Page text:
Simply denying to even explore what the ocean has to offer for energy production does us all a disservice.
J.R.’s written observations on politics, public policy, and society.
On Tuesday, June 12, voters across the Commonwealth will have the opportunity to participate in an anomaly: a primary to choose a nominee for a U.S. Senate seat that does not involve an incumbent in that particular primary race. There have only been five U.S. Senate primaries since 1970 – two for the Republicans and three for the Democrats and only two have had candidates not involving an incumbent and only one was not head-to-head.
23 GOP Virginia Legislators Voted for Medicaid Expansion, Abandoning GOP Principles – But Will Voters Still Reelect Them in 2019?
The Republican Creed is pretty straightforward. 23 legislators ignored it.
The Virginia Beach GOP – particularly those who are conservative – need to come to a consensus quickly in the upcoming mayoral race lest they find themselves anchored with Sessoms II.
Now is not the time to play the political odds: There are way too many uncertainties in the federal Medicaid debate for us to think it is responsible to spin the roulette wheel with Virginia’s fiscal future.
Red light and traffic cameras have been pitched to the public as a way to more accurately police intersections, improve public safety, and save money. While this may still possibly be true, a couple of camera companies look like they might be running into issues here in the commonwealth.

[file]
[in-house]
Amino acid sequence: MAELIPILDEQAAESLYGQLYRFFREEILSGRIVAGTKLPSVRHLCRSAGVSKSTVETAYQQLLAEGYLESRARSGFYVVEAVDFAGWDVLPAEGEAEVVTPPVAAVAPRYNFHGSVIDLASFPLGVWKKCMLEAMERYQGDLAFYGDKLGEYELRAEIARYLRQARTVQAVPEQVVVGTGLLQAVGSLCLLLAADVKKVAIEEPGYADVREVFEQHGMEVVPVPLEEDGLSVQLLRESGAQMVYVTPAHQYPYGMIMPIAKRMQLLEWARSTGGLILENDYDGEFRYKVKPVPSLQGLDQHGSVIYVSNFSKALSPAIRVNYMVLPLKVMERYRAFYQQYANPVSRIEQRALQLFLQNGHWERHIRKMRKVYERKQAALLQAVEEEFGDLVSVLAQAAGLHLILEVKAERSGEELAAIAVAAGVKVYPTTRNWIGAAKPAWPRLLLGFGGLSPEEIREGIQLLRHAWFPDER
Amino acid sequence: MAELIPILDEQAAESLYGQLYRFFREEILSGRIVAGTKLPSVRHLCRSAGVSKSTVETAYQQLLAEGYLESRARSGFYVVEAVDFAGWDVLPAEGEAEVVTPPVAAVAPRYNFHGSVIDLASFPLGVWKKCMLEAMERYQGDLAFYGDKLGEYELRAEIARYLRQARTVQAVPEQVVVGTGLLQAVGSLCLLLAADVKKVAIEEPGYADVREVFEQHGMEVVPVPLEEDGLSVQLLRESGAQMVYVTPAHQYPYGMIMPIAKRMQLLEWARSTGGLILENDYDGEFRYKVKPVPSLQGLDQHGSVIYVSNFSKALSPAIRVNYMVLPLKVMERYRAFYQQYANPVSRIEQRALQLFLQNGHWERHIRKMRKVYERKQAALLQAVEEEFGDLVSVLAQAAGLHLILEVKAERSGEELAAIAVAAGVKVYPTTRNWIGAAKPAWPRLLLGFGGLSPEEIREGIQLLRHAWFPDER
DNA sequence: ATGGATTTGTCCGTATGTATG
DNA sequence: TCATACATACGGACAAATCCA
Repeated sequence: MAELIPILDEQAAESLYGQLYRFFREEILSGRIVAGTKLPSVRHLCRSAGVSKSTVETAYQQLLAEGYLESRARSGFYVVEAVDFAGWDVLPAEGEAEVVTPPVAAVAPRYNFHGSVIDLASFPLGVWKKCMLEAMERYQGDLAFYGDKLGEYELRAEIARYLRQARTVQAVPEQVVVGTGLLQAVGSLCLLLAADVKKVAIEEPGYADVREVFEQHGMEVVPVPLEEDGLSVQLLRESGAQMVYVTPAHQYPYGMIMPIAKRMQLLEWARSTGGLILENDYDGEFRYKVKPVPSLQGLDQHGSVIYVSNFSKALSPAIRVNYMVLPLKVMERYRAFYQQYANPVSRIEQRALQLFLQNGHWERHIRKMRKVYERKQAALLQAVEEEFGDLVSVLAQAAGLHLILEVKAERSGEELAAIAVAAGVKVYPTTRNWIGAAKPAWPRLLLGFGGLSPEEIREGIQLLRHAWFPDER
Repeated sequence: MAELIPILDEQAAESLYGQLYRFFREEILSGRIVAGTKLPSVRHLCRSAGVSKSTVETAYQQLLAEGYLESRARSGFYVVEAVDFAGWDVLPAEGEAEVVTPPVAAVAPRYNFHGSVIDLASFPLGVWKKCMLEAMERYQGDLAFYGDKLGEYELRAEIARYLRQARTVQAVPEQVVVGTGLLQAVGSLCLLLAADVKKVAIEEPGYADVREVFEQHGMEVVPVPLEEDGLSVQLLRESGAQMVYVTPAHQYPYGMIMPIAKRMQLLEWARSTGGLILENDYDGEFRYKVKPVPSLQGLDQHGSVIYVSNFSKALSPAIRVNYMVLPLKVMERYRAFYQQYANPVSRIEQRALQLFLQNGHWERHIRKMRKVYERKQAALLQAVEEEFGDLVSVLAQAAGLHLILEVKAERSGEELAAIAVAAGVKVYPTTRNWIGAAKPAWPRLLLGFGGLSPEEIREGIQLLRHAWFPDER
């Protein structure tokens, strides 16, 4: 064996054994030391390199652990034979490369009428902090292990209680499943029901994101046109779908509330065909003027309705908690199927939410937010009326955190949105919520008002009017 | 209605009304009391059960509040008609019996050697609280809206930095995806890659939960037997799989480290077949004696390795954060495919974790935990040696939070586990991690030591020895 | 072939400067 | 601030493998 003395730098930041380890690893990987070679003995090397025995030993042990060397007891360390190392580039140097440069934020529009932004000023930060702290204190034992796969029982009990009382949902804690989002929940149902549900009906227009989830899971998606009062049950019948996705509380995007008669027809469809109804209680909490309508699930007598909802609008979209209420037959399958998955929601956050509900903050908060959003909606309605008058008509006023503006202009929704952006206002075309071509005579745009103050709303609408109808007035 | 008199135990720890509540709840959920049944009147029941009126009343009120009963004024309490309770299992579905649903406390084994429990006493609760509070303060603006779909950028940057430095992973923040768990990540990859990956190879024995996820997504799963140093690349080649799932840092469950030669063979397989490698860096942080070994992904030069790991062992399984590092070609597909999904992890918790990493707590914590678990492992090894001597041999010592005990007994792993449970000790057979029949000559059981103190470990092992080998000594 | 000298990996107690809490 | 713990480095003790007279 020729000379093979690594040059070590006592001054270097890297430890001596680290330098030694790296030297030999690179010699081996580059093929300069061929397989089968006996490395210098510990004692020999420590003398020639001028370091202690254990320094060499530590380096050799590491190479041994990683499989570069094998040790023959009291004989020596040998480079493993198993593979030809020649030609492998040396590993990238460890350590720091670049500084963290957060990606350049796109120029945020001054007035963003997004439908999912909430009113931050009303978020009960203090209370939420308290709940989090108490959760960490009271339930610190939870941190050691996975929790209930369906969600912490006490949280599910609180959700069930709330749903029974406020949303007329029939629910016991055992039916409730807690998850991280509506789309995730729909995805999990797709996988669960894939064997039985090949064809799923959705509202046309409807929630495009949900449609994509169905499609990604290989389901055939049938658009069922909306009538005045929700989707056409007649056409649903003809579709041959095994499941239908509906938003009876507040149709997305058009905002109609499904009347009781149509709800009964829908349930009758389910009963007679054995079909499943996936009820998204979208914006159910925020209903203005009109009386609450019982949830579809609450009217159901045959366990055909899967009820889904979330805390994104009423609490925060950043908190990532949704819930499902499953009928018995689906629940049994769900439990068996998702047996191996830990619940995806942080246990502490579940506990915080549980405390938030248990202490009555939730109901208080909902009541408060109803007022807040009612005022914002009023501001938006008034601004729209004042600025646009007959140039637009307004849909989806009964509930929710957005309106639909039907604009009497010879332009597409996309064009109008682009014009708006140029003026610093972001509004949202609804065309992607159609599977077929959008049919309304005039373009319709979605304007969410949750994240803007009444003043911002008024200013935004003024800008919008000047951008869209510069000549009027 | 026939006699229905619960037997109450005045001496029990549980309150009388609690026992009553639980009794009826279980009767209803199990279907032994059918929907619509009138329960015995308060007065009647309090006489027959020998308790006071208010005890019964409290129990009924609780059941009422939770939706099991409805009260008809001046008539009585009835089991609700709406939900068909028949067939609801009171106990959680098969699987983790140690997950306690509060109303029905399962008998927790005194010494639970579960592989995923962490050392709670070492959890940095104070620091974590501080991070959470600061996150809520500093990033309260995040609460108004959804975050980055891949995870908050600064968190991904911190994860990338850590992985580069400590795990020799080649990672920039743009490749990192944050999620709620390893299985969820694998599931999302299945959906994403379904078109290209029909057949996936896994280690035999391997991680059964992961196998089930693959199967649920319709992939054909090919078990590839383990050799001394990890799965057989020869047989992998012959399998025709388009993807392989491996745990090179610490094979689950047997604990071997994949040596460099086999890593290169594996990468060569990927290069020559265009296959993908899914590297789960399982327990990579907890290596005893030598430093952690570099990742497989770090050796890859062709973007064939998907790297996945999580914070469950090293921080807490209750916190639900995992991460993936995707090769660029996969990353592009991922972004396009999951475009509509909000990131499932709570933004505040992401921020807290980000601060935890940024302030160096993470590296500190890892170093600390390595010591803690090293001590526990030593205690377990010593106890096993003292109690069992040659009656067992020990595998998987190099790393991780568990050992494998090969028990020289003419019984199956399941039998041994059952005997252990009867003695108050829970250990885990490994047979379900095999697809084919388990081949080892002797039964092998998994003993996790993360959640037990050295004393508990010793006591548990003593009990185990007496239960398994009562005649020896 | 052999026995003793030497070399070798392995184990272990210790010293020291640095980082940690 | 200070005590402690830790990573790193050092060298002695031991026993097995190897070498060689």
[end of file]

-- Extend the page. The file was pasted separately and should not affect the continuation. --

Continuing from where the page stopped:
Senator Mark Warner of Virginia was one of several U.S. Senators to applaud the heroism of the “Buffalo Soldiers” in honor of Black History Month:
In celebration of the achievements and contributions that African-Americans have made as part of Black History Month, U.S. Sen. Mark R. Warner cosponsored a bipartisan resolution to honor the “Buffalo Soldiers,” African-American soldiers who served in the United States Army following the Civil War and made invaluable contributions to the fabric of our nation’s history.
Following the conclusion of the Civil War, the United States Army allowed African-Americans to serve in segregated units. Two of these units, the 9th and 10th Horse Cavalry, produced the “Buffalo Soldiers.” The soldiers received their nickname from Native Americans as a testament to their fearlessness in battle. In spite of being allocated inadequate resources and facing prejudice, the Buffalo Soldiers earned more Congressional Medals of Honor and had the lowest desertion rate of any unit in the Army. Five of those Medal of Honor recipients hailed from Virginia – Isaiah Mays (Carters Bridge, Va), Fitz Lee (Dinwiddie County, Va), Henry Johnson (Boydton, Va), Clinton Greaves (Madison County, Va), and Benjamin Brown (Spotsylvania County, Va).
“These brave Americans were among the first to answer the call to service at a time when African-Americans frankly weren’t treated as full members of our society,” said Warner. “We owe a debt of gratitude to the Buffalo Soldiers, and this resolution is an important way to honor their service to the United States.”
We certainly live in a unique time, not a month ago Warner wrote this, along with Senator Tim Kaine and Congressman Rob Wittman with relevance to the newly recognized Virginia tribes:
“While these six Virginia Indian tribes were formally recognized by the British and the Commonwealth of Virginia, they were not able to attain formal recognition status by the United States government for decades. Many of the tribes’ official documents were destroyed in the burning of Virginia’s courthouses during the Civil War, and the remnants of their records were lost through the passage of a Virginia law, the Racial Integrity Act of 1924, which almost erased the identities of these tribes. Now, after many years, these individuals have the opportunity to fully reclaim their heritage and take advantage of a designation that has been withheld from them for far too long.”
Both actions deserving, but a bit ironic how far times have come since the bloody battles of the past.